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"The Leavenworth Case" by Anna Katharine Green

The Leavenworth Case may be downloaded for free from our ebook catalog.

"Mr. Leavenworth's private apartment! It was here then that it ought to be, the horrible, blood-curdling it that yesterday was a living, breathing man."

Horatio Leavenworth, Esq., a millionaire, is murdered in his library while he is engaged in reviewing a book he plans to publish. He was shot cleanly in the back of the head (with his own pistol), meaning that he did not turn his head when his assassin entered the room. This fact led detective Ebenezer Gryce to conclude that he recognized the footsteps of his assailant and felt he had nothing to fear from this person. Thus begins this first novel in the "Mr. Gryce" series.

Perhaps this reader is putting too modern a spin on this story, but I can't help wondering if, as a furniture designer, perhaps author Green might have been familiar with the ancient Chinese art of Feng Shui. If so, Ms. Green may have been enjoying a quiet little joke at the expense of the victim, since Mr. Leavenworth was, at the time of his death, engaged in writing a book on Chinese customs. Had Mr. Leavenworth followed the principles of Feng Shui, he would never have situated his work table in such a way that he would be required to sit with his back to the door. This is the position of disadvantage and, as his survivors learned, very bad luck.

Like Dorothy Sayers, Anna Katharine Green approaches the murder mystery with a unique angle. In Green's case, the Leavenworth Case story is told in the first person by a junior partner in the law firm that handles Leavenworth's legal matters. In other words, a character peripheral to the story. Because of his access to the family home and members, Mr. Gryce convinces the man, Everett Raymond, to do most of the footwork. He and a mysterious spy-like character known only as "Q" begin to ferret out the evidence that will condemn one player and exonerate another.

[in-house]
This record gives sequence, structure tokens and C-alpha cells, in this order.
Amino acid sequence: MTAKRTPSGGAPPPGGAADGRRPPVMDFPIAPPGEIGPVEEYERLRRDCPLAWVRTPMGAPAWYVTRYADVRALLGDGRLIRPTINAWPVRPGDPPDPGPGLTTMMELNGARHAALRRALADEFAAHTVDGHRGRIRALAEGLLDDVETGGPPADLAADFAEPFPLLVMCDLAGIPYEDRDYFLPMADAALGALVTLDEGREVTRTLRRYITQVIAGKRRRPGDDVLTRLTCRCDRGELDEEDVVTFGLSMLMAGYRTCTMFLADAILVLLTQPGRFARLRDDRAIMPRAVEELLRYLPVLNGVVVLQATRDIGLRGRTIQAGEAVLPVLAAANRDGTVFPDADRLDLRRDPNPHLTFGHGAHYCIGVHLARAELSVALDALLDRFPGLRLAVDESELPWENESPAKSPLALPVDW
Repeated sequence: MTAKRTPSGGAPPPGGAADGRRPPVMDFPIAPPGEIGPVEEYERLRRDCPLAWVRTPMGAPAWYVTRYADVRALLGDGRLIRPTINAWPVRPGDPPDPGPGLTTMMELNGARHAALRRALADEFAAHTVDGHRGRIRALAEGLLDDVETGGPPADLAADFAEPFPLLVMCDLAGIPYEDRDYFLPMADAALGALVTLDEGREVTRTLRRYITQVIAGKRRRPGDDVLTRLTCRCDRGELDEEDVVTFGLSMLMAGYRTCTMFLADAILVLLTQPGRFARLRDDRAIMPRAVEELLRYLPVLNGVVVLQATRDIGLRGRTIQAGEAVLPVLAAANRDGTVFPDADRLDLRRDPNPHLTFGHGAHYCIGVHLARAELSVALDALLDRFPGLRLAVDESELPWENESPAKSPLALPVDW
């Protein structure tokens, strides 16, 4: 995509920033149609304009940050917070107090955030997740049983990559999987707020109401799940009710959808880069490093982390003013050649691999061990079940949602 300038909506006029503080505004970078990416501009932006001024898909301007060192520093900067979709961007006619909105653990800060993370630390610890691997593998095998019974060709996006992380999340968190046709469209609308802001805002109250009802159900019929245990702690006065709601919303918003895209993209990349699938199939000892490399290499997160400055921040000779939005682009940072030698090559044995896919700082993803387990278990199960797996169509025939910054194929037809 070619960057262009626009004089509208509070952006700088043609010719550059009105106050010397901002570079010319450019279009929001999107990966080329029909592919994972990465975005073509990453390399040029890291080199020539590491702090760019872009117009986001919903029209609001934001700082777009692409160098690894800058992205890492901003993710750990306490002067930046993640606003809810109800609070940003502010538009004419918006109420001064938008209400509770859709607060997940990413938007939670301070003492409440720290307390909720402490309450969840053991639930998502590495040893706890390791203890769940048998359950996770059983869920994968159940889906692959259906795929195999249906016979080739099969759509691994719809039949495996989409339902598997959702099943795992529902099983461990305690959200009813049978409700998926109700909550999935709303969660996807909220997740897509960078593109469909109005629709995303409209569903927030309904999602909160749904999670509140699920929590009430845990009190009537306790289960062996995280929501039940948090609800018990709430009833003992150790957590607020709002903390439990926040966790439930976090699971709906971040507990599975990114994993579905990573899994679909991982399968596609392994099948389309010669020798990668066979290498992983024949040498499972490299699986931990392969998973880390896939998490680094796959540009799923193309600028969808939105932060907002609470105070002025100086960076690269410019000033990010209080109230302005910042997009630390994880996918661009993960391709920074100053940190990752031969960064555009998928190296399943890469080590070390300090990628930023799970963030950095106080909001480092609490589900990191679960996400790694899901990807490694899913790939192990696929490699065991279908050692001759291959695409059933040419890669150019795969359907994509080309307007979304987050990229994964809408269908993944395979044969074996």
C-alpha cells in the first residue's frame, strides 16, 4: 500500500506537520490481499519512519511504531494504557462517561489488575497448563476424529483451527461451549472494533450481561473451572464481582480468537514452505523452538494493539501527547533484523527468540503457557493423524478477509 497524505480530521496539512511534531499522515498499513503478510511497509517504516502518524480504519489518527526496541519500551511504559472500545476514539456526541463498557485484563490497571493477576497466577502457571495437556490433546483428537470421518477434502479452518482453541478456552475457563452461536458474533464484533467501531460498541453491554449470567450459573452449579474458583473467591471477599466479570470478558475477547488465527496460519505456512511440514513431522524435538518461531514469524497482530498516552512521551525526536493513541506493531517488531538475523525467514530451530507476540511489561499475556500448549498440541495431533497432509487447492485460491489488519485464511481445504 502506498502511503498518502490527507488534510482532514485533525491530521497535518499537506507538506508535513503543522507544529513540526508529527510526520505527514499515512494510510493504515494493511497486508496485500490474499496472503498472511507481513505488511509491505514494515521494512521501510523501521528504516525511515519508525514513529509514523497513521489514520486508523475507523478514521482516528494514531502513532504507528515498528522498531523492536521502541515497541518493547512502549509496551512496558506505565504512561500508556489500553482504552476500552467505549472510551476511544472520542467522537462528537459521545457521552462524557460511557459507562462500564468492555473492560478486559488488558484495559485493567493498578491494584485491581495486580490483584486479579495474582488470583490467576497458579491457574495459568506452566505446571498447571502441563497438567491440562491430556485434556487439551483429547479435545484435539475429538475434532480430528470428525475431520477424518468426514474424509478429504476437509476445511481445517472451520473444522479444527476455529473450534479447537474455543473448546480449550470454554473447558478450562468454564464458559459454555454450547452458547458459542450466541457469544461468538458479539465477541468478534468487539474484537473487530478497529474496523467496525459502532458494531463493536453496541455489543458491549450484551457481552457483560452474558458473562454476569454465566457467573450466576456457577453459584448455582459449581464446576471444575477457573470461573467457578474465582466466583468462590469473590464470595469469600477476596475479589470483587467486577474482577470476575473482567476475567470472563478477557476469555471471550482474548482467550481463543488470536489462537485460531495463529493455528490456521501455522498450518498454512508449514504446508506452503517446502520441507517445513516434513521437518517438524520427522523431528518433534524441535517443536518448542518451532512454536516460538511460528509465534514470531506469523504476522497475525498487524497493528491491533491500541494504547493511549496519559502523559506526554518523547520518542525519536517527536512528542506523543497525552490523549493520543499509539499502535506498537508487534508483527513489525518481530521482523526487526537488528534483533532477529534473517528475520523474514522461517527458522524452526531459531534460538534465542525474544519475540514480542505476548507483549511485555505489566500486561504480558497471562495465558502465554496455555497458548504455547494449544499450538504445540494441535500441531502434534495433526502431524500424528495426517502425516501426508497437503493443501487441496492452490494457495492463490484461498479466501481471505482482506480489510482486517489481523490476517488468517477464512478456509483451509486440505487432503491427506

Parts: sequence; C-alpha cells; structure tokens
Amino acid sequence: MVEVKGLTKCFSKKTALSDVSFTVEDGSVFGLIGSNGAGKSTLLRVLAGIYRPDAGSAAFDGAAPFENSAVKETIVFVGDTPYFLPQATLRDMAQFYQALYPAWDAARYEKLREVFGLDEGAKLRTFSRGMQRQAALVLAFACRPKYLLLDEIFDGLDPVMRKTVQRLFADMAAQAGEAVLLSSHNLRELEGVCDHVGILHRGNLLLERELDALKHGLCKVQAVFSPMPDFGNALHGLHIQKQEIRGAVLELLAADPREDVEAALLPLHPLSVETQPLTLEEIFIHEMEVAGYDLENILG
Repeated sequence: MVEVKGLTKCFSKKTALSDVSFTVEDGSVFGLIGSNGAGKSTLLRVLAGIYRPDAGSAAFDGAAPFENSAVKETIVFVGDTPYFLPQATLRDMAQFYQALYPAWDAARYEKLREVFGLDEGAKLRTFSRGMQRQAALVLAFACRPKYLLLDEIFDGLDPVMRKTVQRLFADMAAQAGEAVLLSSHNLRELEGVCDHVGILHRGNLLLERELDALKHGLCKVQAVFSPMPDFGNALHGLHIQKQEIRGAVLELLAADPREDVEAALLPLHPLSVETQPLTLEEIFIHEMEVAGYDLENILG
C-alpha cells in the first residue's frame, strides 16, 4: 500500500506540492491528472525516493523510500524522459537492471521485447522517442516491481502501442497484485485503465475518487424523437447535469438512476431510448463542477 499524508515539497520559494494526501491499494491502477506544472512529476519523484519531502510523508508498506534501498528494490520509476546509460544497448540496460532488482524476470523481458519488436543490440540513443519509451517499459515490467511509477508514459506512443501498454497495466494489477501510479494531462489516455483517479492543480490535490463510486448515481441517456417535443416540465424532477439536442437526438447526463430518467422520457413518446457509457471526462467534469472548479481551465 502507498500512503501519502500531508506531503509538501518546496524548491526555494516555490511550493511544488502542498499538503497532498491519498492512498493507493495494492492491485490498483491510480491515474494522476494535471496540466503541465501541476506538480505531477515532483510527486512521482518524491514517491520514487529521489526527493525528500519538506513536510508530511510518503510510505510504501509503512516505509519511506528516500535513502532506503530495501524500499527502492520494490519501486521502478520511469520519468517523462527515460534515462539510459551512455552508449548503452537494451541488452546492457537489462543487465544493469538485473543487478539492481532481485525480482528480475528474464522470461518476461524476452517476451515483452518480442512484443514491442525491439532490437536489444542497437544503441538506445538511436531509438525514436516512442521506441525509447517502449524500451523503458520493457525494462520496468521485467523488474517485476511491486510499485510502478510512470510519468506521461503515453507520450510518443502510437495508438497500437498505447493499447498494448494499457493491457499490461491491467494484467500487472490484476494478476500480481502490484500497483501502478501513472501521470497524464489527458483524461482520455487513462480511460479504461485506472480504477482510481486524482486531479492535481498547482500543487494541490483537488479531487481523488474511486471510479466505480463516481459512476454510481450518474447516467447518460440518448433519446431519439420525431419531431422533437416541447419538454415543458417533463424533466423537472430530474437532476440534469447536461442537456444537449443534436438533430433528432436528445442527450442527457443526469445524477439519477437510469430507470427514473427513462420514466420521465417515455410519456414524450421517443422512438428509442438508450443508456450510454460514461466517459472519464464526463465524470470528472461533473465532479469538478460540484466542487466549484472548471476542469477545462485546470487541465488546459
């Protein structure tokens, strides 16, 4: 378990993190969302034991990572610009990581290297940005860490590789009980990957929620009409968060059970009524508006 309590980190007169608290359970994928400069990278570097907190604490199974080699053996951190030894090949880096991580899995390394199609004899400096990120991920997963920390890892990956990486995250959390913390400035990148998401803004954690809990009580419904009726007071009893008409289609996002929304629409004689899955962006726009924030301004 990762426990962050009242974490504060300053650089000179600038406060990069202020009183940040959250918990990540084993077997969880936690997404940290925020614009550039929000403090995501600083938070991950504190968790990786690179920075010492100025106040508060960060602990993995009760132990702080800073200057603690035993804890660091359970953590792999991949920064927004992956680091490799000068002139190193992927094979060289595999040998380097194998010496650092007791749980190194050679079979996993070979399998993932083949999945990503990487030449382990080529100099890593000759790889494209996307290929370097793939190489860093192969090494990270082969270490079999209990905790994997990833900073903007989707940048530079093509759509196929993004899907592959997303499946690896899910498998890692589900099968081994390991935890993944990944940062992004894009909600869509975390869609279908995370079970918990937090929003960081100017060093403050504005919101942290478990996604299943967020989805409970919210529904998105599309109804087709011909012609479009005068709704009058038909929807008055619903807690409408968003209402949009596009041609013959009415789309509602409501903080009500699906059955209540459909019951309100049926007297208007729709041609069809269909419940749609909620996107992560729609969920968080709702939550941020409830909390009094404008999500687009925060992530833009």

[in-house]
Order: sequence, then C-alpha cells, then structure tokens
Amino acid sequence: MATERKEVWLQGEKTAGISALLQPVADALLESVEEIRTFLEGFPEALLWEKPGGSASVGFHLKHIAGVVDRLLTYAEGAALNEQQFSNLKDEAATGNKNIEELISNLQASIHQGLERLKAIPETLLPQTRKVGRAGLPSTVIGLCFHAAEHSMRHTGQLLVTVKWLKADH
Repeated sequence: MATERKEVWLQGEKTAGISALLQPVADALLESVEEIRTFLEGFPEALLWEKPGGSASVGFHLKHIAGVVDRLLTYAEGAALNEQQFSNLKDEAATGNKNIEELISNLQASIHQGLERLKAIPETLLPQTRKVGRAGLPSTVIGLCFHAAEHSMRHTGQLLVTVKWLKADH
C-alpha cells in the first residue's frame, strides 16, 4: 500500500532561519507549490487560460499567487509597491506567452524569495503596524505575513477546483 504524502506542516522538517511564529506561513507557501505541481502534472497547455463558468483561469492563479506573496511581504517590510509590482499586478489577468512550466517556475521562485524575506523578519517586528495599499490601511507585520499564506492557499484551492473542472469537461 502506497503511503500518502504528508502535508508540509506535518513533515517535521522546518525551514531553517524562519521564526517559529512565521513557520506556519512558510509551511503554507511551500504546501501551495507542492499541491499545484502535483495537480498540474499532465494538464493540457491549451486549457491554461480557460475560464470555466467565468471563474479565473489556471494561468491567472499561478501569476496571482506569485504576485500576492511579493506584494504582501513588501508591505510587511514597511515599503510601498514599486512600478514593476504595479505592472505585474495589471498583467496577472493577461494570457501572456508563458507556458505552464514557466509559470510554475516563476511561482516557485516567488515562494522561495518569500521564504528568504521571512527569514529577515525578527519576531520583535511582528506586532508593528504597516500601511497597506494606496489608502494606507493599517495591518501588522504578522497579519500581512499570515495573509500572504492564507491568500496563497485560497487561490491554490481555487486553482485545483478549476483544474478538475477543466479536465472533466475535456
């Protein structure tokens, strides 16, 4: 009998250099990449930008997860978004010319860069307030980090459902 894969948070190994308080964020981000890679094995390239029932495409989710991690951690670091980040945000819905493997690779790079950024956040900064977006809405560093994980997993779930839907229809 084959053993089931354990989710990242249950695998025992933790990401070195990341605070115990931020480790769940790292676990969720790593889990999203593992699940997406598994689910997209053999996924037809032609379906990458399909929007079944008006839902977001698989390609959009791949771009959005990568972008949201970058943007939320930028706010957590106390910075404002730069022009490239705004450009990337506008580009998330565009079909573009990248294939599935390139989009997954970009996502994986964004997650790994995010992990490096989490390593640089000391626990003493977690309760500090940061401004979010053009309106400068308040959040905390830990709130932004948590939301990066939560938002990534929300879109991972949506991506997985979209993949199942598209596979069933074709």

Not since Agatha Christie's Hercule Poirot has the reader found cause to admire a character as unattractive as Ebenezer Gryce. Gryce's eye never quite lands on the person to whom he is speaking, preferring to focus on a chair arm or a shoe. Quite often Gryce is laid up with what appears to be rheumatoid arthritis, during which times he spends his days with his hands wrapped in bandages, wobbling on two canes if he walks at all. What Gryce lacks in social graces and physical prowess, however, he makes up in powers of deduction and understanding of criminal psychology. His ability to make a pivotal decision in this case based upon a handkerchief dropped at the scene is characteristic of his ability to fish out the meaningful clues from a sea of evidence.

Perhaps Gryce is even better at reading people. Although he involves Mr. Raymond in the evidence-gathering ostensibly because of the latter's proximity to the family, Gryce is likely aware very early on that Raymond is quite taken with the woman who is the initial suspect, and thus is motivated to find as many clues as he can in hopes of clearing her good name.
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Reviewer's Note: Interesting how we at Girlebooks discovered Anna Katharine Green. I was reading my December issue of Antiques magazine and came across an article by expert Joseph Cunningham with pictures of some of the most original looking furniture pieces I have yet seen. In this article, Mr. Cunningham proposed that the unique designs, attributed to Charles Rohlfs actually reflected a collaboration between Mr. Rohlfs and his wife, Anna Katharine Green. To illustrate his theory, Mr. Cunningham drew some parallels between the carved designs on the furniture and the illustrations that appeared in Ms. Green's books. The article mentions that The Leavenworth Case is Green's most successful novel, and that Green was one of the first mystery writers to include scientific evidence as part of her murder mysteries and courtroom dramas.

Rohlfs furniture was all handmade, not manufactured, so it sells for hundreds of thousands of dollars. Of course, one can get a jewelry box for $14,000-22,000.

For further reading, this page has a link "Play Slideshow" that shows multiple illustrations of both Rohlfs furniture and Green's illustrated books. If you would like to see The Leavenworth Case with some of its illustrations, it is available at the University of Texas Tarlton Law Library. An exhibit of Rohlf's furniture will take place at the Dallas Museum of Art September, 2009 through January, 2010. Further references with pictures of Rohlfs furniture appear at the PBS Roadshow archive, Craftsman Auctions, and at the Hewn and Hammered blog.

Article citation: Cunningham, Joseph, "Anna Katharine Green and Charles Rohlfs: Artistic Collaborators," Antiques, The Magazine, vol. CLXXIV, No. 6, December 2008, p. 70-75.

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